Deane Hawkins was a smart boy-at El Paso's Lamar and Alta Vista Schools and at El Paso High School. He skipped the fifth grade. He won the state chemistry essay contest, graduated from high school at sixteen, and was awarded a scholarship to the Texas College of Mines where he studied engineering. Like most sons of the poor, he worked. After school and during summer vacations, he sold magazines and delivered newspapers; he was a bank messenger and he made photostats for an abstract company. He was a ranch hand, a railroad hand, a bellhop. At seventeen, he was skinny and six feet tall. He met a hotel guest who told him laborers were needed to lay a pipeline in New Mexico. In New Mexico the hiring boss laughed: "Sonny, two-hundred-pound men are collapsing on this job." But he gave the kid a chance, and Deane Hawkins worked twelve hours a day lifting, with the help of one full-grown man, four hundred-pound creosoted pipe. When his mother saw her son a week later, she was horrified at the skinny boy, burned by wind, sun, sand, and creosote. "I'm all right now, mom," he said, "but the first day I thought I'd die."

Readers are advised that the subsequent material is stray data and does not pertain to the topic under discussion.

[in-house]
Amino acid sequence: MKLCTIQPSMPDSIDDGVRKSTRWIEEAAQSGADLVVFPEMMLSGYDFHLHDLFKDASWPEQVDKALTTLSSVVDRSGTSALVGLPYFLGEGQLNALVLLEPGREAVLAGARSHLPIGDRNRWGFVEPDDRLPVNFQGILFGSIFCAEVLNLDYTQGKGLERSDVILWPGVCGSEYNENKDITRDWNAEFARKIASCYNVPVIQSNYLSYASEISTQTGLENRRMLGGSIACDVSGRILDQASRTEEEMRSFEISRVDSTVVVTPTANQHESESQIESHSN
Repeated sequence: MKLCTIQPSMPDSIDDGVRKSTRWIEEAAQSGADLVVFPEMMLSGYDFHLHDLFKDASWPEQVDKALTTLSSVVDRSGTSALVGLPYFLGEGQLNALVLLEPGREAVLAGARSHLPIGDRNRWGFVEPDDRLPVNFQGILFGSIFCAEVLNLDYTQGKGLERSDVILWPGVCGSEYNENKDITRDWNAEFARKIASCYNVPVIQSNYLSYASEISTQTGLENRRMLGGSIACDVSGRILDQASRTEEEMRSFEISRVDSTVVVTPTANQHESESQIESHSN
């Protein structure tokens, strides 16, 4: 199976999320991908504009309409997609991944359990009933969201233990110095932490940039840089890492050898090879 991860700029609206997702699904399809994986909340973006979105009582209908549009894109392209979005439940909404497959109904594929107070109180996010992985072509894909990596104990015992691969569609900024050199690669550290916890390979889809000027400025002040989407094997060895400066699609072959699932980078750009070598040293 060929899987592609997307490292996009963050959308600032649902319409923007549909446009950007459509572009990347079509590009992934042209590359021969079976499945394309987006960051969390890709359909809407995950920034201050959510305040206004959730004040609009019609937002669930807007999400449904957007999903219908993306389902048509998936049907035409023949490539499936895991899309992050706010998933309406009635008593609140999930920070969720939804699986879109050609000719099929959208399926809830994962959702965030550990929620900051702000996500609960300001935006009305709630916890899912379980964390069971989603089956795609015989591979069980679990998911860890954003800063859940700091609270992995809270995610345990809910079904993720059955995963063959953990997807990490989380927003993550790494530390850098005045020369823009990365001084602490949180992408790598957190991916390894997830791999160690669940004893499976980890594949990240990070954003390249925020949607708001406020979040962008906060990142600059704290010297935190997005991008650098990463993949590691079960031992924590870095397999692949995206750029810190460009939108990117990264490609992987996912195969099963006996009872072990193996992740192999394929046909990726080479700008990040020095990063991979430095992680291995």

He left Texas when he was twenty-one. He worked two and a half years in Tacoma, Washington, in a dank, underground office so unlike the Texas outdoors he was used to. He was married there and divorced. Then he went to work as an engineer for a Los Angeles title insurance company. He was there when Pearl Harbor happened. Before the war he had said, " I hate war. I don't see why the United States ought to get into it." But when the United States was forced into it, Deane Hawkins said, "I've got to go. I'm going to see if the Marines will have me." That was when he was at home, Christmas 1941. He enlisted in Los Angeles. He was very proud when "the toughest outfit of them all" accepted him, scars and all.